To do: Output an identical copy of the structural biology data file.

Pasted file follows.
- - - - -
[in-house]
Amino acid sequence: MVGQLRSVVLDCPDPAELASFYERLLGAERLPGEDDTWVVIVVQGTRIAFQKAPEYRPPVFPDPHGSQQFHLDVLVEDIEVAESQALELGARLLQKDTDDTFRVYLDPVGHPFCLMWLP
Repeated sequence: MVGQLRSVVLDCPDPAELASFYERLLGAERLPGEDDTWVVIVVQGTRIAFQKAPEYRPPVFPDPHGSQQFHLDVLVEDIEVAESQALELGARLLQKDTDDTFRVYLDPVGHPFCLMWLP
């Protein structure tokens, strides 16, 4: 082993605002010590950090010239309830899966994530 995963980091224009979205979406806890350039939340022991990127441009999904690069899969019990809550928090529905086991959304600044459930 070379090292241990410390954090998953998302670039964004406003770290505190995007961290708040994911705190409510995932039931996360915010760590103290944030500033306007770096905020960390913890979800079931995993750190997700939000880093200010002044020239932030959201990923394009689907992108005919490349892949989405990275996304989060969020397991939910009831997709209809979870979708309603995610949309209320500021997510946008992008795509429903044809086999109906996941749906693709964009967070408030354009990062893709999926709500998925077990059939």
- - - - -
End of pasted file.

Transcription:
[in-house]
Amino acid sequence: MVGQLRSVVLDCPDPAELASFYERLLGAERLPGEDDTWVVIVVQGTRIAFQKAPEYRPPVFPDPHGSQQFHLDVLVEDIEVAESQALELGARLLQKDTDDTFRVYLDPVGHPFCLMWLP
Repeated sequence: MVGQLRSVVLDCPDPAELASFYERLLGAERLPGEDDTWVVIVVQGTRIAFQKAPEYRPPVFPDPHGSQQFHLDVLVEDIEVAESQALELGARLLQKDTDDTFRVYLDPVGHPFCLMWLP
């Protein structure tokens, strides 16, 4: 082993605002010590950090010239309830899966994530 995963980091224009979205979406806890350039939340022991990127441009999904690069899969019990809550928090529905086991959304600044459930 070379090292241990410390954090998953998302670039964004406003770290505190995007961290708040994911705190409510995932039931996360915010760590103290944030500033306007770096905020960390913890979800079931995993750190997700939000880093200010002044020239932030959201990923394009689907992108005919490349892949989405990275996304989060969020397991939910009831997709209809979870979708309603995610949309209320500021997510946008992008795509429903044809086999109906996941749906693709964009967070408030354009990062893709999926709500998925077990059939």